Dissertation > Agricultural Sciences > Livestock, animal medicine,hunting,silkworm,bee > Animal Medicine ( Veterinary Medicine) > Livestock, poultry, wildlife diseases > Wildlife Diseases > Animals used for experiments

The Protective of Vitamin C and Vitamin E for Reproductive Damage of Mo-exposed Female Mice

Author ChenXiaoLi
Tutor YuXueLi
School Henan University of Science and Technology
Course Animal Genetic Breeding and Reproduction
Keywords Molybdenum Embryo Oocyte Vitamin Oxidative stress Mouse
CLC S858.91
Type Master's thesis
Year 2013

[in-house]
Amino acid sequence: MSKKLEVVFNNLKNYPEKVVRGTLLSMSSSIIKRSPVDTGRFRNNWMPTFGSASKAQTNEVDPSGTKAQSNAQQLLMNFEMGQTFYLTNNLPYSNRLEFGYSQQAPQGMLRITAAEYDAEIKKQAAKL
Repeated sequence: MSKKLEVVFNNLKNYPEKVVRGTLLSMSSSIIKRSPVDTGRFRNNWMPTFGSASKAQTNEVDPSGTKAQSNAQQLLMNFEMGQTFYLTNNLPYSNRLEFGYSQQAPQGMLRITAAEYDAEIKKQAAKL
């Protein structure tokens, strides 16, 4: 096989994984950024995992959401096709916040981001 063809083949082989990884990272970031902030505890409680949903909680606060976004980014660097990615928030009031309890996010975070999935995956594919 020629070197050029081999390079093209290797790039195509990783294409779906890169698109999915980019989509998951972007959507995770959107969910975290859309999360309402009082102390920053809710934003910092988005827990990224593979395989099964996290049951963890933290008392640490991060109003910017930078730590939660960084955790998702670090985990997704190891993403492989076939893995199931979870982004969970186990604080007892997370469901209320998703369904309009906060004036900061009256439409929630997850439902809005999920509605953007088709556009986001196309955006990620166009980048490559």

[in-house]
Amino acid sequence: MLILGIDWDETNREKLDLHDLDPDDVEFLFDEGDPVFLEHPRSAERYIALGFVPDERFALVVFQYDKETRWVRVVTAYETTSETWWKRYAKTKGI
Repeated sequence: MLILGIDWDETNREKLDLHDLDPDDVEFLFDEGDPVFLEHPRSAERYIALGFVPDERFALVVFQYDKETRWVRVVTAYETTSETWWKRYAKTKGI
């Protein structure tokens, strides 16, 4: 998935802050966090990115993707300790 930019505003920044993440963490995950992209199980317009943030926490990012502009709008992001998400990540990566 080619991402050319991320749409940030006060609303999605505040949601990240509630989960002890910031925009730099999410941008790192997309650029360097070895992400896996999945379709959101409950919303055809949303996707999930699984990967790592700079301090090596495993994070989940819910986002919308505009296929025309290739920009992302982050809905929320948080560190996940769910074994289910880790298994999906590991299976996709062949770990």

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Objective:Molybdenum is widely found in nature, but it is also essential traceelements in normal life activities of the animal body. Excessive intake of molybdenum(Mo), will lead to tissue damages and functional changes. In this study, byconstructing reproductive damage model of female mice exposed to differentconcentration of molybdenum to observe the effects of molybdenum on the ovariantissue oocytes, formulated vitamins C and E’s protection mechanism to Mo exposedmice with reproductive function injury, and provided reference frame for thetreatment of Mo exposed mice with reproductive function damage.Methods:1. The effect of Mo on mouse preimplantation embryo development invitro: Zygotes were flushed from one outbred mouse strain (Kunming), and then werecultured in potassium simplex optimized medium (KSOM) containing0,5,10,20,40,80,120, and160μg/mL of molybdenum for5days until the mid-blastocyst stage. Theaddition of≤20μg/mL molybdenum did not affect the blastocyst and birth rates.2.Molybdenum influence on ovarian function in mice: ICR strains of adult female micewere divided into five groups, exposed through drinking water, the concentration ofmolybdenum in the drinking water for0,5,10,20,40μg/mL. After14days, harvetingthe mouse MII oocytes and ovarian tissue, MII of the total number of oocytes andmalformation rate, ovarian index, ultrastructural changes of ovary,the ovarianantioxidant enzymes (superoxide dismutase) and glutathione peroxidase activity andlipid peroxidation the malondialdehyde level to assess the impact of molybdenum onovarian function.3. Distribution of metal concentrations in ovary and the whole blood:The blood and ovaries were collected and measured the content of molybdenum,copper, ferrum, zinc, and manganum in the0,20, and40μg/mL group.4. Thetreatment of Vitamin C, E to reproductive toxicity by Mo in female mice: Theexperiment was divided into five groups namely Water+Oil (negative control group),the Mo+Oil (positive control group), Mo+VC+Oil group (VC group), Mo+VE+Oil (VE group), Mo+VC+VE+Oil (VC+VE group). Molybdenum exposures throughdrinking water in14days, concentrations were40μg/mL, with vitamin C and/orvitamin E treatment for7days. Mouse MII oocytes and ovaries were collected, themorphology of them observed, records related to ovarian parameters analyzed and thebiochemical indicator of ovary detected, for the assessment of therapeutic effect ofvitamin C, E.Result:1. Mo’s effect to mouse preimplantation embryo development in vitro: whenthe molybdenum concentration≤10μg/mL, molybdenum did not significantly affectthe quality of the embryos. The addition of≤20μg/mL molybdenum did not affect theblastocyst and birth rates. Molybdenum at doses of40μg/mL and higher significantlydecreased the cleavage, blastocyst and birth rates, the average cell number, andsignificantly increased the proportion of degenerative blastocysts.2. Molybdenuminfluence on ovarian function in mice: Compared to control, the MII oocytemorphology, ovary index, ovulation were improved by Mo at5μg/mL, but werenegatively affected by Mo at40μg/mL. When the molybdenum concentration≥20μg/mL, ovarian oocytes and granulosa cells, mitochondria had a certain degree ofdamage. Oocyte cytoplasm containing a relatively small number of cells, as well assmaller, abnormal morphology, mitochondrial swelling and deformation ridge. Allthese alterations were accompanied with the changes in SOD, GPx and MDA levels inovaries.3. Distribution of metal concentrations in ovary and the whole blood: Thecontent of Mo was extremely increased in the whole blood and ovaries, in the sametime, the Zn、Fe、Mn contents were extremely decreased. Mo at≥40μg/mL markedlydecreased the contents of Cu、 Zn、 Mn.4. Vitamin C, E abirritated femalereproductive toxicity in mice: mice exposed in the40μg/mL molybdenum, respectively,with the right amount of VC, VE and VC and VE by oral treatment, found a protectiveeffect to mice ovarian oxidative damage.Conclution:1.molybdenum negatively affected the development of embryos in adose-dependent manner. With lower doses (≤20μg/mL), mouse embryos were notapparently damaged. With very high doses (≥40μg/mL), embryo quality significantlydecreased. This assessment of the effect of molybdenum on the preimplantationembryo is an initial survey of toxicological risk.2. Mo affects the oocyte qualitythrough regulating the ovarian oxidative stress in a dose-dependent manner. Especially,the Mo improves ovarian functions at a suitable concentration, which might be a novel drug candidate for the treatment of female infertility.3. Molybdenum can beaccumulated in ovaries in mice, and have the antagonistic relationship between withZn, Fe, and Mn. When Mo at≥40μg/mL, the shortage of Cu, Zn, and Mn resulted inthe decrease of activity of Cu-Zn SOD and Mn SOD.4. VC, VE has a role in abatingmouse ovarian oxidative damage caused by molybdenum; VC and VE combined effecthas a better protective effect to ovaries in mice.

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